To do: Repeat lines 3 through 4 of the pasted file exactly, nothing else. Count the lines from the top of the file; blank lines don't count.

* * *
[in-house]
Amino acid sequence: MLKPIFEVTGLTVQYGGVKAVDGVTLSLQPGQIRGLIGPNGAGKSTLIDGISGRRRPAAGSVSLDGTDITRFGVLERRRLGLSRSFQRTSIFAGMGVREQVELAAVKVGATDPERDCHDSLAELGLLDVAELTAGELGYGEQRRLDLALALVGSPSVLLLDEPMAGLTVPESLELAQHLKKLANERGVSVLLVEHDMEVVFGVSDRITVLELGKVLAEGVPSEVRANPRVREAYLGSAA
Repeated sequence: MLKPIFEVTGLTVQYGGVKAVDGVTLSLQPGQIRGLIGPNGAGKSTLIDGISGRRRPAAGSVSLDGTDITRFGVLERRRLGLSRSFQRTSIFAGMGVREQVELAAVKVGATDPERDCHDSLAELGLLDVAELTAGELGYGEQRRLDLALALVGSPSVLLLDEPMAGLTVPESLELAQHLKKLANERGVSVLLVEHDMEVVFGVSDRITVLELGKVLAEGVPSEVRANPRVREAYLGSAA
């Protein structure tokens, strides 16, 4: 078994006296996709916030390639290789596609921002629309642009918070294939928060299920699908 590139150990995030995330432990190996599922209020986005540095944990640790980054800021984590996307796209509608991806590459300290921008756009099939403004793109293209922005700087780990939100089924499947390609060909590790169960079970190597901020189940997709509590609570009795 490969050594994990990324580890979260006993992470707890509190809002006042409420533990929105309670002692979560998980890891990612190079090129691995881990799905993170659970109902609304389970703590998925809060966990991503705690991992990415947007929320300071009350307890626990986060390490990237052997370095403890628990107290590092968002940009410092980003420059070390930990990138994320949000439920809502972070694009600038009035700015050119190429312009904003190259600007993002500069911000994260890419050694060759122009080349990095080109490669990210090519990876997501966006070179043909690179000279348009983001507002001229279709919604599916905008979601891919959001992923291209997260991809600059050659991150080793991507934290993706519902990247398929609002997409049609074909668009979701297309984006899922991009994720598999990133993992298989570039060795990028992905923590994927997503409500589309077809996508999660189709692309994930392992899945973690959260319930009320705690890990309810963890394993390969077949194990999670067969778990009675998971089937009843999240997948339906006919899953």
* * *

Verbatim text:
Repeated sequence: MLKPIFEVTGLTVQYGGVKAVDGVTLSLQPGQIRGLIGPNGAGKSTLIDGISGRRRPAAGSVSLDGTDITRFGVLERRRLGLSRSFQRTSIFAGMGVREQVELAAVKVGATDPERDCHDSLAELGLLDVAELTAGELGYGEQRRLDLALALVGSPSVLLLDEPMAGLTVPESLELAQHLKKLANERGVSVLLVEHDMEVVFGVSDRITVLELGKVLAEGVPSEVRANPRVREAYLGSAA
């Protein structure tokens, strides 16, 4: 078994006296996709916030390639290789596609921002629309642009918070294939928060299920699908 590139150990995030995330432990190996599922209020986005540095944990640790980054800021984590996307796209509608991806590459300290921008756009099939403004793109293209922005700087780990939100089924499947390609060909590790169960079970190597901020189940997709509590609570009795 490969050594994990990324580890979260006993992470707890509190809002006042409420533990929105309670002692979560998980890891990612190079090129691995881990799905993170659970109902609304389970703590998925809060966990991503705690991992990415947007929320300071009350307890626990986060390490990237052997370095403890628990107290590092968002940009410092980003420059070390930990990138994320949000439920809502972070694009600038009035700015050119190429312009904003190259600007993002500069911000994260890419050694060759122009080349990095080109490669990210090519990876997501966006070179043909690179000279348009983001507002001229279709919604599916905008979601891919959001992923291209997260991809600059050659991150080793991507934290993706519902990247398929609002997409049609074909668009979701297309984006899922991009994720598999990133993992298989570039060795990028992905923590994927997503409500589309077809996508999660189709692309994930392992899945973690959260319930009320705690890990309810963890394993390969077949194990999670067969778990009675998971089937009843999240997948339906006919899953």